TORONTO, Dec. 13, 2017 /CNW/ - The Canadian Council of Insurance Regulators (CCIR) published its position paper on segregated funds which outlines the regulators' expectations regarding the information that is to be provided to segregated fund contract holders. The position paper follows a significant amount of research and stakeholder engagement on potential gaps in the information currently provided for segregated funds, behavioral economics and disclosures provided for similar financial products.
The new expectations for segregated fund disclosure come at a time of increasing demands and requirements for a greater degree of transparency in the financial services industry. Consumers and regulators around the world are calling for more detailed and practical information to assist in decision making as well as to promote a better understanding of product suitability and performance.
"Times are changing and so are consumer needs. Consumers want to understand and be able to compare the products that are available to them. But, they also want to know what it is going to cost," Patrick Déry, Chair of the CCIR said. "The new disclosure framework will ensure that consumers are informed of not only the performance of their segregated funds, but also all of the details of what it costs."
The new disclosure framework to which Mr. Déry refers introduces a significantly heightened degree of information consumers will receive in terms of the costs. Currently, consumers are provided with information on the key features of the insurance contract as well as the risks and past performance of the funds included in the contract when purchasing a segregated fund. Additionally, consumers receive periodic statements regarding the performance of their funds. With the new increased disclosure requirements, consumers will continue to receive this information, however they will also receive additional details regarding the costs related to the contract's insurance features as well as the distribution and administration costs of the segregated fund.
The position paper outlines a host of other measures intended to improve consumer protection beyond cost disclosure. These include an expectation that needs-based sales practices should be adopted with copies of the rationale for sales advice being provided to consumers and a requirement to disclose incentives related to travel and accommodations.
Segregated funds are often compared to mutual funds as they both involve the pooling of financial assets, diversification and professional management. However, segregated funds differ significantly from mutual funds in that segregated funds are life insurance contracts that guarantee 75% to 100% of the contract holder's contributions, thereby mitigating the risk of loss for the contract holder.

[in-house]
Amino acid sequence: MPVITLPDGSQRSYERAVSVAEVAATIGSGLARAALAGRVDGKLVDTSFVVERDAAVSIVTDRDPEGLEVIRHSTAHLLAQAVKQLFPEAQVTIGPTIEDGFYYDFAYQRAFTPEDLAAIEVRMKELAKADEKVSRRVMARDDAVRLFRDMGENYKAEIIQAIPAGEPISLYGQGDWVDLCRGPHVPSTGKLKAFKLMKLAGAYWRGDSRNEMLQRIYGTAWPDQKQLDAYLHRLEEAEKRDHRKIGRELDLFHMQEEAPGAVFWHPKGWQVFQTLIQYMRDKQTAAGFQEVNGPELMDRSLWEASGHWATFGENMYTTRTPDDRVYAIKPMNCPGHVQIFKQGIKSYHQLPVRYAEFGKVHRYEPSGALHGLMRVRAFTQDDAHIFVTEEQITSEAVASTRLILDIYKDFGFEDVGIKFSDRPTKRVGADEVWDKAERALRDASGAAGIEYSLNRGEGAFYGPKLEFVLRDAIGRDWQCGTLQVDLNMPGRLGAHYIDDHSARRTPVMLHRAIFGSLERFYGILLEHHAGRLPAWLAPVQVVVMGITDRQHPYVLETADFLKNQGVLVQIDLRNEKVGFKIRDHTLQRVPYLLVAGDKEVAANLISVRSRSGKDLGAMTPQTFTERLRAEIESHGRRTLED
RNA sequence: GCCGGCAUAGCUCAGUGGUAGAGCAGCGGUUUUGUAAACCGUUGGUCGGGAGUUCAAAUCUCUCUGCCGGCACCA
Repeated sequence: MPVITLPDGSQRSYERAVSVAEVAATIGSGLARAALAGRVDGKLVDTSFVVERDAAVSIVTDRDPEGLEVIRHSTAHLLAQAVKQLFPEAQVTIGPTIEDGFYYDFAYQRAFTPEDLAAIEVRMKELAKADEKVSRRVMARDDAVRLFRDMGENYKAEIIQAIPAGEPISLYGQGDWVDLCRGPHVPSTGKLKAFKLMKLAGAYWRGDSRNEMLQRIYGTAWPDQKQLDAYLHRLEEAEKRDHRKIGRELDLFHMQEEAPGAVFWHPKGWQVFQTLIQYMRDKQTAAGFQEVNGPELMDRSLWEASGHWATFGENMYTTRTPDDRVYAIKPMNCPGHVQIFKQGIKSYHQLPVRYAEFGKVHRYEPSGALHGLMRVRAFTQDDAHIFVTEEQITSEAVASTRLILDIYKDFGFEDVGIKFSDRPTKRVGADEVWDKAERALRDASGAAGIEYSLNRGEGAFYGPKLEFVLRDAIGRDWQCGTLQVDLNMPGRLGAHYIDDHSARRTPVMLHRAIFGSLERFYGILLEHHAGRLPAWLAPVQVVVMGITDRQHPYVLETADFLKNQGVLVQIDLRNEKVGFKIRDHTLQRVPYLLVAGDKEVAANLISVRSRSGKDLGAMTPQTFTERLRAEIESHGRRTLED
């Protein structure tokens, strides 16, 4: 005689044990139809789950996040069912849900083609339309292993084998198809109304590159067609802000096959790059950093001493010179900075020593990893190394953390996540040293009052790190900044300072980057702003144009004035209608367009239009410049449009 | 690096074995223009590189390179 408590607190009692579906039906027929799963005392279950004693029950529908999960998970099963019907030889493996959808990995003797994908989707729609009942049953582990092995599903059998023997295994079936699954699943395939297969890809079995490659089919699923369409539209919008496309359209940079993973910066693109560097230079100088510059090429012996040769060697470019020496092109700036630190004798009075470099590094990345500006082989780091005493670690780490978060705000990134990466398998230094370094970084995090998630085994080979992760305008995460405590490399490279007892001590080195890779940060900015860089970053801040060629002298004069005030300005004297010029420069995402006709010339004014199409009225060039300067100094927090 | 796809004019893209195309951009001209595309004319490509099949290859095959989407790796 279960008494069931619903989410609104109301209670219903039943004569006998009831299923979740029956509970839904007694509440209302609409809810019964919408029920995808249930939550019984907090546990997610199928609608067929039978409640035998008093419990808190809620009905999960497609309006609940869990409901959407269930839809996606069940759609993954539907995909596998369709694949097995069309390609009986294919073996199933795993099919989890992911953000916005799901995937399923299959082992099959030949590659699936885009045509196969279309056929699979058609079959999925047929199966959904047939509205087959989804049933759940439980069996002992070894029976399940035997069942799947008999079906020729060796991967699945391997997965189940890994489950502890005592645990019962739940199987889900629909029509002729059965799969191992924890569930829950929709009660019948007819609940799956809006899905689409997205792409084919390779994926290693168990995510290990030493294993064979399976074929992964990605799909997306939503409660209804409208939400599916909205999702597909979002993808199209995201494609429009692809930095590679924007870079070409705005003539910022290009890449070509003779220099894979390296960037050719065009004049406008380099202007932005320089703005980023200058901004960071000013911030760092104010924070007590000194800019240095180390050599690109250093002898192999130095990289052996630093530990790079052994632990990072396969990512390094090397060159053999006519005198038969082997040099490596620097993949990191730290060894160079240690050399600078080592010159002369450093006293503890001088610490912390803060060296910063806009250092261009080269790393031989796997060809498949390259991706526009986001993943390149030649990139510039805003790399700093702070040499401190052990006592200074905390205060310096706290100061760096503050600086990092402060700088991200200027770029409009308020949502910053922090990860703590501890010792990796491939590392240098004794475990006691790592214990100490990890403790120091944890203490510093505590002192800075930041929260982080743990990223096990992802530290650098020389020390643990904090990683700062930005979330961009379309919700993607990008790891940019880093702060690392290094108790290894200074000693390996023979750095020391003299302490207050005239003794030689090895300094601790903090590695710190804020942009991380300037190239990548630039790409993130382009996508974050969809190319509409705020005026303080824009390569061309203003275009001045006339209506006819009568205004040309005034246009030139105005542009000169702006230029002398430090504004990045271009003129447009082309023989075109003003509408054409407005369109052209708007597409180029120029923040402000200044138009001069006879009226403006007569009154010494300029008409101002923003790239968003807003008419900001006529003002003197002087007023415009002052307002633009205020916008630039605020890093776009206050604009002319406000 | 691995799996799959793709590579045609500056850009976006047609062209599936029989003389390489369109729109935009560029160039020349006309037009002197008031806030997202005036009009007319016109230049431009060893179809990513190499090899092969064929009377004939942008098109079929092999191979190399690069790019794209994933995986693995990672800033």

With the introduction of the "Client Relationship Model Phase 2" or "CRM2" for mutual fund disclosure, the information provided to consumers also differed between the two products. With the expectations outlined in the CCIR position paper being introduced, consumers can now expect a more consistent experience when purchasing segregated funds and mutual funds. The similarities in requirements extend beyond the disclosure of distribution costs and will also include aligning the requirements for the delivery of updated Fund Facts, establishing consistent risk classifications used for the funds and promoting an equivalent standard of care for those dealing in segregated funds and those dealing in mutual funds. The position paper also recommends that insurance regulators consider harmonizing or adopting the Know-Your-Product due diligence requirements that currently apply to mutual funds.
In early 2018, the CCIR also intends to publish a prototype disclosure document for segregated funds. The prototype will provide an example of what compliance with the new disclosure requirements will look like. The content and structure of the prototype form were subject to extensive consultation with industry members and through comprehensive consumer focus group testing. It is important to note that the insurance regulators will not introduce a prescribed form for segregated funds disclosures. Insurers will be required to ensure that consumers are provided with all of the new information outlined in the CCIR's position paper, however they will have flexibility in terms of the layout and look of their disclosure documents. In addition, insurers will be able to adapt their disclosures to ensure that the language and terminology are consistent with the insurance contract and Fund Facts documents.
Further information on the segregated funds initiative is available on the CCIR's website (www.ccir-ccrra.org).
About the CCIR:
The Canadian Council of Insurance Regulators is a national association of insurance regulators that traces its roots back to 1914. The mandate of the CCIR is to enhance insurance supervision and regulation to serve the public interest and to foster increased cooperative supervision and information sharing among regulatory authorities.
SOURCE Canadian Council of Insurance Regulators (CCIR)
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